During the First World War, British combat pilot Dick Courtney mocks his commanding officer Major Brand for being too cautious, unaware that Brand is tormented by the requirement of his command that he send young men to their likely deaths in substandard aircraft and with insufficient training. When Brand is transferred, Courtney becomes the commanding officer and quickly realizes the burden Brand labored under. When Courtney's best friend, Douglas Scott, asks him to spare his newly arrived and inexperienced brother Gordon Scott from combat duty, Courtney cannot justify doing so. A rift grows between the friends as Courtney realizes the tragic demands of his job.Written by
Jim Beaver <firstname.lastname@example.org>
HELL in the skies, looping, zooming to the staccato of machine guns....Heaven on earth in the arms of a madamoiselle. War through the eyes of the youngsters who won a victory, but lost their souls. Thousands of airplanes! Hundreds of stunts by 46 of the world's greatest daredevils. (Print Ad- Poughkeepsie Eagle-News, ((Poughkeepsie, NY)) 9 August 1930) See more »
In September 1928, Warner Bros. Pictures purchased a majority interest in First National Pictures and from that point on, all "First National" productions were actually made under Warner Bros. control, even though the two companies continued to retain separate identities until the mid-1930's, after which time "A Warner Bros.-First National Picture" was often used. See more »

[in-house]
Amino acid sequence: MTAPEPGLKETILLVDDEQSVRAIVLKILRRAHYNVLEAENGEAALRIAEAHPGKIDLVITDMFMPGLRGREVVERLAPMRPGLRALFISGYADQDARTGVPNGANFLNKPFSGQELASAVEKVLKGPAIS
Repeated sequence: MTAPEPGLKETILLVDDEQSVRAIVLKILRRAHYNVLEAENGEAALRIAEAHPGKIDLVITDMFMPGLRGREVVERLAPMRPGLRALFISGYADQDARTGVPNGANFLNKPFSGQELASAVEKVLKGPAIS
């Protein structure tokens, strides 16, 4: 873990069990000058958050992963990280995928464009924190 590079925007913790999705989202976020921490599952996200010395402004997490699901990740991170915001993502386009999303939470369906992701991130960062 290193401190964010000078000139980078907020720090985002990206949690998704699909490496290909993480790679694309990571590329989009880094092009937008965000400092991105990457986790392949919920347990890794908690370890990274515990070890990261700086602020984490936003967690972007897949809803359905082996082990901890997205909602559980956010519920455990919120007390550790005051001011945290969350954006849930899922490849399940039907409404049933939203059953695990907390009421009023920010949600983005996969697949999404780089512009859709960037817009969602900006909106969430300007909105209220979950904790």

When Courtney is signaling Scott before attacking the German base, you can see the plane in the background superimposed on all the foreground elements, including Courtney. See more »
Officious overdressed brass hat! Orders, orders. Thinks the 59th can't do it, eh? Well, the 59th can do anything he can think up! It's a slaughterhouse, that's what it is, and I'm the executioner!
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This is an early talkie starring Richard Barthelmess as Dick Courtney and Douglas Fairbanks Jr. as Doug Scott, a couple of World War I aces and the best of friends, at least at the beginning of the film. Neil Hamilton (police commissioner Gordon in the 60's Batman TV series) is Major Brand, in charge of handing out commands and assignments among his group of fliers. One day Courtney and Scott pull off a daring air raid that they have been ordered not to do by Brand. When they return, their success causes Brand to be promoted just as he is about to punish Courtney, and now Barthelmess' Dick Courtney is named as replacement and the new commander of the unit.
Now instead of risking death himself, Courtney is the one ordering others into harm's way, and it is cracking him up as he turns more and more to drink. However, he still has Scott's friendship until a new recruit arrives and is ordered into a fatal battle. Now it is Scott who not only has no use for Courtney, but no use for life itself, and it is up to Courtney to make sure that Scott doesn't throw his life away.
This film, like many early talkies, is long on talk but short on the kind of aerial action you'd probably expect in a film about World War I fliers. Only towards the last third of the film do you see much in the way of dogfights. The focus is mainly on the fliers themselves and the futility of war. Barthelmess gives a great and poignant performance as Dick Courtney, and he lasted longer in talking pictures than most silent film actors due to his great skill. Also remember that most of the films made about World War I during this time were essentially anti-war films. By the beginning of the depression, WWI seemed a wasted effort in both money and manpower, and these early talking picture war films reflected that attitude.
The version of this film starring Errol Flynn is what most people remember. It's too bad this version didn't at least rate as an extra feature on that DVD. It makes for an interesting comparison.
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